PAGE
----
Session Planning

I have been teased about being overly sensitive about small details and using time to fix them. Well, this is about the planning of a specific photo, we should step back and consider planning the event.

I have mentioned in other posts about planning your shots, choosing your locations and getting it written, but what about plans for specific events such as weddings, graduations, engagements or family portraits.

Ask (according to the event) for a list of photo priorities.

Write down and give a kind of visual demonstration shots you have in mind for the session.

Keep a list of poses and shots for “plan ‘B'”.

Weddings are events that the bride and groom will remember and certainly one that they want photographs of for time to come. Photos of weddings are all over the place and there will be almost without exception a photo or two that the bride will want of her and her man, so it is a good idea to ask her to make a list of her priority shots. Keep the list close on the wedding day. You can almost guarantee that the wedding day will be filled with nerves and schedules not making any of their deadlines.

After interviewing the couple there may come to mind a few shots which are perfect for them. Keep good notes for later reference. These shots will come in handy as you have already taken the stock wedding shots and one party or the other are busy.

‘Plan “B”‘ can take several forms. One solution is to have a second photographer picking up shots simultaneously to your own.

Another alternative could be taking two or three days before the wedding to stage the shots with the couple and taking candid shots “in the moment” during the ceremony.

Enjoy and Happy New Year!

Camera Troubles – Part 5

There is one more part of the human Eye and camera that we have not covered. This is the process of the Data Transfer from the Sensor to the Storage media via the Processor.

The Data Transfer:

The human capability for vision is amazing because we think we understand it enough to duplicate the process, only to realize our duplication is much less efficient than our inspiration.

As soon as our Retina receives the light of our surroundings, beginning to send the neurological impulses to the Optic Nerve there is a process of Data Transfer initiated. The amazing thing about this Data Transfer is the amount of detail that can be recalled, or amounts of certain information which one can be trained to receive and recall.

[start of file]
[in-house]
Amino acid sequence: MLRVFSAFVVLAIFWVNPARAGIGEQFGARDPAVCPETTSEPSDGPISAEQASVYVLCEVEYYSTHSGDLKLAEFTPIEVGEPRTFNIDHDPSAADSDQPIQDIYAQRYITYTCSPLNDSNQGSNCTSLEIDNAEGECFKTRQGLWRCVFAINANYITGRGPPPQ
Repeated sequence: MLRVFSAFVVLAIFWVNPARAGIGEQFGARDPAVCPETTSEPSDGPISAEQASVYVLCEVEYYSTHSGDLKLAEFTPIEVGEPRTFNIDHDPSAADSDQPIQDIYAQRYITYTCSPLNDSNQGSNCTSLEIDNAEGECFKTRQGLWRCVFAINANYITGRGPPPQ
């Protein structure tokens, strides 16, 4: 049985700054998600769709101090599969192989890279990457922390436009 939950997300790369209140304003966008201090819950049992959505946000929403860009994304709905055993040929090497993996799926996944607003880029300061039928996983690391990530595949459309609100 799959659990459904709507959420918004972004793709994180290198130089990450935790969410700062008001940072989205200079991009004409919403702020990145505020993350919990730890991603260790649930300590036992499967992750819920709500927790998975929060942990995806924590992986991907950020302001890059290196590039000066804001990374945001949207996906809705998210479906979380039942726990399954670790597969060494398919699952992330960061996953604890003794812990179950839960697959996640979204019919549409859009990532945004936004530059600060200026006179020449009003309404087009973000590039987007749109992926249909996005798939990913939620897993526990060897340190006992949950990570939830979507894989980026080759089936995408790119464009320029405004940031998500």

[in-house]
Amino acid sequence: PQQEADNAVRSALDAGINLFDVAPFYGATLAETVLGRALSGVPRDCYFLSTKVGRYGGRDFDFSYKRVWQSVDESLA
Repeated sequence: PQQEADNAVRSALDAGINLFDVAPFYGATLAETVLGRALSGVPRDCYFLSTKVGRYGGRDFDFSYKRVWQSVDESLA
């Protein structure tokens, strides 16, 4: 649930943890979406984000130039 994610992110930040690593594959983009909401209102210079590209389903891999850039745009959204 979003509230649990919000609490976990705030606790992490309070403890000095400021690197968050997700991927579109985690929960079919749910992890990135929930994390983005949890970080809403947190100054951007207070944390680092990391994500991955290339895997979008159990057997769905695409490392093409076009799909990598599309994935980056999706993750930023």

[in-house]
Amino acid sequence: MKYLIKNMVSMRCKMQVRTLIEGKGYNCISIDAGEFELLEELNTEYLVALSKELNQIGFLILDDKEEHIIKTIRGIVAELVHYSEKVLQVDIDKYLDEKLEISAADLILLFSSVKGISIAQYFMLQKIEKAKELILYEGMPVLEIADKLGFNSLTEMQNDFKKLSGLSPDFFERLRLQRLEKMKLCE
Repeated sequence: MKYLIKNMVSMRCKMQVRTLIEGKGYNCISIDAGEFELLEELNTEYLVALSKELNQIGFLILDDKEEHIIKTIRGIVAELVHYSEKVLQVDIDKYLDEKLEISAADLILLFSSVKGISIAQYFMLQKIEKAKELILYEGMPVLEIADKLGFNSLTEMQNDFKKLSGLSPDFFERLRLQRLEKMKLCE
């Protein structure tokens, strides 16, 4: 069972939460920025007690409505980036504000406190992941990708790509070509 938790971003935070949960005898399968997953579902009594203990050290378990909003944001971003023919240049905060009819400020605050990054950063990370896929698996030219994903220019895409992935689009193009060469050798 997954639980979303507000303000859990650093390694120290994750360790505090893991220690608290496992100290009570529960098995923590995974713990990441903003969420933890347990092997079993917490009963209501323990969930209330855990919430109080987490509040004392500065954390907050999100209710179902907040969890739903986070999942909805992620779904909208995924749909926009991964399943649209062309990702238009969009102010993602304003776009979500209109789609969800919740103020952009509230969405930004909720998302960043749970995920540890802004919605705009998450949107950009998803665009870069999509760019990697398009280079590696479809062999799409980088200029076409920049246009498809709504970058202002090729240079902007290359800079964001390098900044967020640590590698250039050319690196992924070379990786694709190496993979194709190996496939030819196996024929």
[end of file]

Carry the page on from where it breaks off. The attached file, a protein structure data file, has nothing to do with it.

Illustration of information recall: Military branches train their personnel to acquire a target and discern in an instant if it is friendly or hostile. After an operation, begin the reports from each member and with it the lists of information that is most important; number of personnel on the operation, enemy patrols encountered, branches to which the patrols are affiliated, shots fired, number of injuries…etc. There is a lot of information to take in with precious little time to do so. This information is primarily accumulated by sight and secondarily with the other 4 human senses.

The same for public servants. Police officers require the use of sight in making reports besides assessing the threat to the public and their own safety. Paramedics make reports with vital statistics of a patient from many different senses at the same time. Firemen and women are trained to take verbal queues before getting to the scene of an emergency to take their own assessment of the situation.

This is all gathering data. These mentioned public servants and military are trained not just to gather information but to recall it for the purpose of reporting the events as they happened. This Data is what I draw upon in likening it to the Data a camera receives.

When the sequence in a camera is initiated, the light received by the Sensor is converted into Data which is transferred  across thin metal conductors. However, here is where Data loss becomes a problem. The Sensor is made up of millions of little pixels which receive light. There is not adequate space to give each pixel its own dedicated metal conductor for Data Transfer, so there ends up being about 100,000 or more pixels attached to 1 metal conductor lead.

Even still it is incredible that with so much Data being Transferred there is not more Data loss in digital cameras.

In the next and last post for the “Camera Troubles” series, we will discuss the specifics of the digital camera limitations so that we can learn to capture the detail we want.